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India: Swedish Match steps in
  1. Tata Institute of Fundamental Research
  2. Mumbai, India
  3. pcgupta{at}

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    Advertisement appearing in an Indian newspaper for Click, Swedish Match's new smokeless tobacco product.

    Swedish Match, a large manufacturer of smokeless tobacco products based in Sweden, purchased the largest match company in India (WIMCO) in 1997. Although WIMCO had nothing to do with tobacco products, those concerned about health were apprehensive that the takeover might lead to Swedish Match launching new smokeless tobacco products in India.

    These fears proved not to be unfounded. In April, Swedish Match launched a new smokeless tobacco product in India with a brand called Click. Although the company has made claims for the safety of its smokeless tobacco products in Sweden, and its products are being supported by some as harm reduction strategy for smoking (see “Suckers today, smokers tomorrow” above), no such claims were made while launching Click. The reason given for the launch by Lennant Sunder, president and chief executive officer of Swedish Match was simply: “India has a long tradition of smokeless tobacco use and thus offers exciting business opportunities to Swedish Match in its strategic focus in this category.”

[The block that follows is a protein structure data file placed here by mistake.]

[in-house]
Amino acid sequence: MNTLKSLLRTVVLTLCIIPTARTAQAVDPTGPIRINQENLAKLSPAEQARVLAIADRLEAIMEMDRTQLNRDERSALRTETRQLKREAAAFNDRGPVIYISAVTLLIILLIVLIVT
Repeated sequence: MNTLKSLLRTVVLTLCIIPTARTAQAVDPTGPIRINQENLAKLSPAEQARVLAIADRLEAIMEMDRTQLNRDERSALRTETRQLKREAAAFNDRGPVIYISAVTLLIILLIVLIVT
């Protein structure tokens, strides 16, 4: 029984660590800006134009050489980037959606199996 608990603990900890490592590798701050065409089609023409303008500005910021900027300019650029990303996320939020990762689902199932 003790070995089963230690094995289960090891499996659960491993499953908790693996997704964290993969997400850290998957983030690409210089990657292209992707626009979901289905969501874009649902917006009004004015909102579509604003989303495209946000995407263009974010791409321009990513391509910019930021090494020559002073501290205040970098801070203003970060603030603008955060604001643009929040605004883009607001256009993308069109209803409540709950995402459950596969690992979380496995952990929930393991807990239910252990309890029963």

Currently there are few restrictions on the advertising and sale of smokeless tobacco products in India. The situation may change soon as a comprehensive bill is under consideration in the Parliament that would ban advertising of all tobacco products. Swedish Match has probably launched Click specifically at this time so as to be able to advertise this new product before a bill is passed into a law and comes into effect.

    India has a huge smokeless tobacco problem—40% of all tobacco consumed is in smokeless form. The health consequences of tobacco use in India are huge. A substantial portion of the 630 000 premature deaths attributable to tobacco each year is attributable to smokeless tobacco. In a recently reported cohort study, the age adjusted relative risk of all cause mortality among women who used smokeless tobacco was 1.35, whereas for men who smoked it was 1.63. There is a large variety of smokeless tobacco products in India, but so far they have all been indigenous. The entry of a multinational further complicates a situation that is already very serious.